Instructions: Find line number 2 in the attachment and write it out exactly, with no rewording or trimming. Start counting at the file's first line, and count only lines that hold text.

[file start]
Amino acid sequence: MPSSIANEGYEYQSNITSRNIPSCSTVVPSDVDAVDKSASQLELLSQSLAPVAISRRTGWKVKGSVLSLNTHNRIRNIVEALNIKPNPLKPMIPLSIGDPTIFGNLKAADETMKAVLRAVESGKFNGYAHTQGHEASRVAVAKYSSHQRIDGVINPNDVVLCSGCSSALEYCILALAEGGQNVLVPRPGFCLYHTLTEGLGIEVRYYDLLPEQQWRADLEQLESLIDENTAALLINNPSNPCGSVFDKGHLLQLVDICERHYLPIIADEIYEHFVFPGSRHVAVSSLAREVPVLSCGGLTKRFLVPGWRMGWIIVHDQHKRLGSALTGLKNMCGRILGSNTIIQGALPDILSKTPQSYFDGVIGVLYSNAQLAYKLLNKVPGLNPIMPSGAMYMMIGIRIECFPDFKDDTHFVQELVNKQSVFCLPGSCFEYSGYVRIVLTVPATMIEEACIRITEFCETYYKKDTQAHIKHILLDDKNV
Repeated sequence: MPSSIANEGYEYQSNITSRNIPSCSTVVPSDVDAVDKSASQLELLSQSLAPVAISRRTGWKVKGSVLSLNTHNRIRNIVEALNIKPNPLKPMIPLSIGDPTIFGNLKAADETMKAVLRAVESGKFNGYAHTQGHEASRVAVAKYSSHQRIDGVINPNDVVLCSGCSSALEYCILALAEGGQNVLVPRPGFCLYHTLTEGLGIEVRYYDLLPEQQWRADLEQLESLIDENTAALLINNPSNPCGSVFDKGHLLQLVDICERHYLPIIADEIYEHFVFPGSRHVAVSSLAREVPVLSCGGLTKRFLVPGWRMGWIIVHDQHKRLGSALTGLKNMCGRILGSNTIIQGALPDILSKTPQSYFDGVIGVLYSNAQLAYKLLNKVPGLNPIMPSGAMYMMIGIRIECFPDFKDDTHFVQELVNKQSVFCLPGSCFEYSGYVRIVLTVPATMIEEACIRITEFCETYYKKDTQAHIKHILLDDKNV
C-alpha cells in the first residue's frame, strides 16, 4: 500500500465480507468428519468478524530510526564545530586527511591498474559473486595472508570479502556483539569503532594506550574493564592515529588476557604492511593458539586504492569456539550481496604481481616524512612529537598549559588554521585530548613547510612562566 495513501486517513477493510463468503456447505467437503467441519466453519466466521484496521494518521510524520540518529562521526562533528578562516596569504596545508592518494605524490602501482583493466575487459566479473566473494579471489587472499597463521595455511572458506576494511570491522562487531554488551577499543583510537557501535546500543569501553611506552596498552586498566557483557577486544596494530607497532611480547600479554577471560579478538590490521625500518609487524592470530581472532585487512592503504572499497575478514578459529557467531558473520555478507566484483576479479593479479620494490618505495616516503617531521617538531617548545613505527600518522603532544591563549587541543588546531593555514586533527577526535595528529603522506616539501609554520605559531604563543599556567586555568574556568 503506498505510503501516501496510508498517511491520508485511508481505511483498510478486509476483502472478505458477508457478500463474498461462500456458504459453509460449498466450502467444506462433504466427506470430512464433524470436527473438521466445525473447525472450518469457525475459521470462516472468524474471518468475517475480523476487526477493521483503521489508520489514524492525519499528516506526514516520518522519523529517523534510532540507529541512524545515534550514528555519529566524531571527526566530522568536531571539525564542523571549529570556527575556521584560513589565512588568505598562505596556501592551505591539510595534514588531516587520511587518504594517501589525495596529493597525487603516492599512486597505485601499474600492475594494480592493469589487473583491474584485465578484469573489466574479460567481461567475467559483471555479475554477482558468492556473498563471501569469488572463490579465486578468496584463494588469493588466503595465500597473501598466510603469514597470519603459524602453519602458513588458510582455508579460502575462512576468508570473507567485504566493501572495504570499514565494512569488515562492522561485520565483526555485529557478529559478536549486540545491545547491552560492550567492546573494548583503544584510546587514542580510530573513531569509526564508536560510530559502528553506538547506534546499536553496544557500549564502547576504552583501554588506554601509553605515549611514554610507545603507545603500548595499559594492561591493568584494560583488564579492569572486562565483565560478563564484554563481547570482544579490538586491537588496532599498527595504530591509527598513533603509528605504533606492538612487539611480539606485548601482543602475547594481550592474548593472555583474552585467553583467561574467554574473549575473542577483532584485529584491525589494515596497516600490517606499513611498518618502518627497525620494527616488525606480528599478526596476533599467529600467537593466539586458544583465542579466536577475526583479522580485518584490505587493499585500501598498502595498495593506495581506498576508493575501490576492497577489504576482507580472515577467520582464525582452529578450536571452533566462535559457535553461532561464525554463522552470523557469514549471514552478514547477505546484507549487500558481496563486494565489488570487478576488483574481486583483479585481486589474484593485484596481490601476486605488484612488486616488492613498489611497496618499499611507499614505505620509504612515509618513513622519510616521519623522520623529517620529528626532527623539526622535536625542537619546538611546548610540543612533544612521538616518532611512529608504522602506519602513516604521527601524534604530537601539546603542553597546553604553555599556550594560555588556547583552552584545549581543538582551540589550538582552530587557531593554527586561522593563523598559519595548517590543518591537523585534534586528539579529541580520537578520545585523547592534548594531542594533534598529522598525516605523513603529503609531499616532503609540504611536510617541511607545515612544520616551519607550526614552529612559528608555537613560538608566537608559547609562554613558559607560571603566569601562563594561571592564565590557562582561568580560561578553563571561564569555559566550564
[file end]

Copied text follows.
Repeated sequence: MPSSIANEGYEYQSNITSRNIPSCSTVVPSDVDAVDKSASQLELLSQSLAPVAISRRTGWKVKGSVLSLNTHNRIRNIVEALNIKPNPLKPMIPLSIGDPTIFGNLKAADETMKAVLRAVESGKFNGYAHTQGHEASRVAVAKYSSHQRIDGVINPNDVVLCSGCSSALEYCILALAEGGQNVLVPRPGFCLYHTLTEGLGIEVRYYDLLPEQQWRADLEQLESLIDENTAALLINNPSNPCGSVFDKGHLLQLVDICERHYLPIIADEIYEHFVFPGSRHVAVSSLAREVPVLSCGGLTKRFLVPGWRMGWIIVHDQHKRLGSALTGLKNMCGRILGSNTIIQGALPDILSKTPQSYFDGVIGVLYSNAQLAYKLLNKVPGLNPIMPSGAMYMMIGIRIECFPDFKDDTHFVQELVNKQSVFCLPGSCFEYSGYVRIVLTVPATMIEEACIRITEFCETYYKKDTQAHIKHILLDDKNV